I very much enjoyed Chris Carter’s 2017 book, The Caller. It was certainly creepy however and not for the faint of heart. His latest, Gallery of the Dead, is very much the same though probably gets a little less macabre after the first (rather gory) murder.The Gallery of the Dead
by Chris Carter
Series: Robert Hunter #9
Published by Simon & Schuster Ltd
on February 28th 2018
Genres: Thriller / Suspense
ISBN: 1471156346, 9781471156342
‘Thirty-seven years in the force, and if I was allowed to choose just one thing to erase from my mind, what’s inside that room would be it.’
That’s what a LAPD Lieutenant tells Detectives Hunter and Garcia of the Ultra Violent Crimes Unit as they arrive at one of the most shocking crime scenes they have ever attended.
In a completely unexpected turn of events, the detectives find themselves joining forces with the FBI to track down a serial killer whose hunting ground sees no borders; a psychopath who loves what he does because to him murder is much more than just killing – it’s an art form.
I met Detective Robert Hunter in The Caller and felt it didn’t really give him a chance to flex his (apparently amazingly-insightful) crime-solving-from-left-field muscles.
Hunter’s given a lead role here, though I was also impressed with his partner Carlos Garcia and the FBI agents with whom they’re forced to work.
Hunter’s widely-read with a deductive and whip-smart mind and an ability to think outside the box. His (and author Chris Carter’s) background in psychology means they’re both well placed to ensure we’re privy to the psychopathy of the baddie in question.
(Like in The Caller, and perhaps all of Carter’s books) we get to know the victims (a smidge) before they disappear off this mortal coil. And again it’s confronting. I mean, it’d be far easier if they were revolting human beings. But alas…. (and let’s not even think about the cat!) #longstory #spoiler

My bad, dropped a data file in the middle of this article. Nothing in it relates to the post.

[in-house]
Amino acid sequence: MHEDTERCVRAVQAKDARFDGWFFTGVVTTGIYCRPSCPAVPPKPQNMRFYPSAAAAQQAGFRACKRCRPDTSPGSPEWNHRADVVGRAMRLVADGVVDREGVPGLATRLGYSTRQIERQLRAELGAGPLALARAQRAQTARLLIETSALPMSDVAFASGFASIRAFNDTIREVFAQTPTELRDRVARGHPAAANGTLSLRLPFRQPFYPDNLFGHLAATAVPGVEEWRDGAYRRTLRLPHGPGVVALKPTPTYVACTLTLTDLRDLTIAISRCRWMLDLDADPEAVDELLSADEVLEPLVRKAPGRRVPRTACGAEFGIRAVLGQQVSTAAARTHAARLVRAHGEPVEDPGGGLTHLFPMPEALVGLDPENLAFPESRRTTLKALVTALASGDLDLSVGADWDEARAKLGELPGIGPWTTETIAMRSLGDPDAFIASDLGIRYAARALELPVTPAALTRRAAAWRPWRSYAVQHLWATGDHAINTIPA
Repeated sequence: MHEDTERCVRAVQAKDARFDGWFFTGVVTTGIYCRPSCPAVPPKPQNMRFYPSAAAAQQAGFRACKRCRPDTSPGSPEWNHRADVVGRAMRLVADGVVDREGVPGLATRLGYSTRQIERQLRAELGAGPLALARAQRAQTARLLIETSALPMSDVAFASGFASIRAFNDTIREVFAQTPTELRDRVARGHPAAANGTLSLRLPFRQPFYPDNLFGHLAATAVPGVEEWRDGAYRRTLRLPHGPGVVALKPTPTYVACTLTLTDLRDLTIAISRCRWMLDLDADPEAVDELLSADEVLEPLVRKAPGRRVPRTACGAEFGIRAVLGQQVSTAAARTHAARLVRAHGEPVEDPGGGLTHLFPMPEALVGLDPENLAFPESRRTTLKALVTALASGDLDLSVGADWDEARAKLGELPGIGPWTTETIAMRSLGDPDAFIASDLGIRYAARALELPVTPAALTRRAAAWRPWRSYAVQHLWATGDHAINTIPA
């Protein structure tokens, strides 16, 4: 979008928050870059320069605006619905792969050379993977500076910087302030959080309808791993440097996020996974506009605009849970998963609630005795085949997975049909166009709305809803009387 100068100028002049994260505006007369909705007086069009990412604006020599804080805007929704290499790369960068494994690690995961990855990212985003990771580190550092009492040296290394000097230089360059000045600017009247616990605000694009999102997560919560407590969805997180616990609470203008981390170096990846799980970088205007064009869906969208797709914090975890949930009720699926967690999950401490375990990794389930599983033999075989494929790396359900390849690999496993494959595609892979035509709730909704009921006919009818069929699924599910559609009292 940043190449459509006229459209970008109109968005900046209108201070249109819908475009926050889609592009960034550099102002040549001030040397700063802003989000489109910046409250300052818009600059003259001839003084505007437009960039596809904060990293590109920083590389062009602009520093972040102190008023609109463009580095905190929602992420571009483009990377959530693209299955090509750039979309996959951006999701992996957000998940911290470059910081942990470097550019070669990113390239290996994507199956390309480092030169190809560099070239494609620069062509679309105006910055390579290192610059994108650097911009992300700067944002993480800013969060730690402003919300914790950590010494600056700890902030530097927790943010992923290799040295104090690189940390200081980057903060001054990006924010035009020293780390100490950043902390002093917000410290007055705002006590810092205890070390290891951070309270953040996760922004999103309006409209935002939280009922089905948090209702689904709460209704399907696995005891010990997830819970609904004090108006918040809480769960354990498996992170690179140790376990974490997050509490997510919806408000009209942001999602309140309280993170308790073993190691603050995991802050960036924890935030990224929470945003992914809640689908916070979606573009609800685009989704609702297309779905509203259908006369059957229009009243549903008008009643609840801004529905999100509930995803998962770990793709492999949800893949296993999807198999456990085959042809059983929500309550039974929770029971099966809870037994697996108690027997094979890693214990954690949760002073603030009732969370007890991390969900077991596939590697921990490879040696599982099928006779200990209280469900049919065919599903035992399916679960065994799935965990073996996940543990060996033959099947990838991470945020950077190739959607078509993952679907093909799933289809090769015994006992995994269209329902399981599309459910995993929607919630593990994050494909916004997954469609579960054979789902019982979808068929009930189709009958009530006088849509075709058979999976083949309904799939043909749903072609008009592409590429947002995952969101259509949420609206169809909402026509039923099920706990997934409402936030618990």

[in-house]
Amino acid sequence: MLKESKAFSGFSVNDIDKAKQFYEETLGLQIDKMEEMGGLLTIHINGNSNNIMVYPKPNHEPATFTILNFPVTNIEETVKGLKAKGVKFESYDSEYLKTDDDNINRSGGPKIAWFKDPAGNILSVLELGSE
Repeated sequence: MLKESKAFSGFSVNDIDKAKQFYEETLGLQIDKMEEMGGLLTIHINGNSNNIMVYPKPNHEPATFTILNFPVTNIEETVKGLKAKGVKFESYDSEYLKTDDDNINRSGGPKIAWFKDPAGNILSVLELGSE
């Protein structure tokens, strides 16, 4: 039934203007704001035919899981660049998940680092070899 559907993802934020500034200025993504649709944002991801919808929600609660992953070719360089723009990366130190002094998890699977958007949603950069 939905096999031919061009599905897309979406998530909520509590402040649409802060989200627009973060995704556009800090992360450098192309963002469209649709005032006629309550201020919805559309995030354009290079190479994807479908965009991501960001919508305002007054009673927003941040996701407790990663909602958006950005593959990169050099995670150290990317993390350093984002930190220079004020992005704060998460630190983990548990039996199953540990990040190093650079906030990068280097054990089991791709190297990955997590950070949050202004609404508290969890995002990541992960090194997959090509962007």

We’re also intermittently in the mind of the killer, though not given a lot of insight until our law-enforcers understand him themselves.
These books aren’t really about the ‘whodunnit’ and instead about the twisted minds of mice and men. Well, men. No mice were harmed in the writing or reading of this book. Unlike the cat. (Oops, sorry, spoiler again!)
I very much enjoyed this book. Carter again offers us clever and creepy crimes. Another book blogging friend said she almost had to put the book aside a few times, unsure she could continue. I’m not particularly visual (more of an auditory thinker) and it probably helps given my passion for crime fiction and thrillers. Best I don’t have certain pictures in my head.
I liked that Carter puts the detectives’ and FBI agents’ fallibility on display here as they ‘kinda’ get it wrong once or twice. After all, it makes sense to leap to the wrong conclusions when you’re trying to rationalise twisted minds.
Like my experience with Carter (and Hunter et al) previously I was a tad disappointed with the ending. There’s an unexpected twist, but then things rush to a bit of a climax… and we really only learn some interesting stuff about our killer after it’s all done and dusted.
This is hard to put down however, and my increased appreciation of Hunter this time around, has made me awfully keen to go back and read more in this series – though I said that after The Caller and am yet to do so. (I only wish my TBR pile wasn’t already toppling over!)
Gallery of the Dead by Chris Carter was published in Australia by Simon & Schuster and now available.
I received a copy of this book from the publisher for review purposes.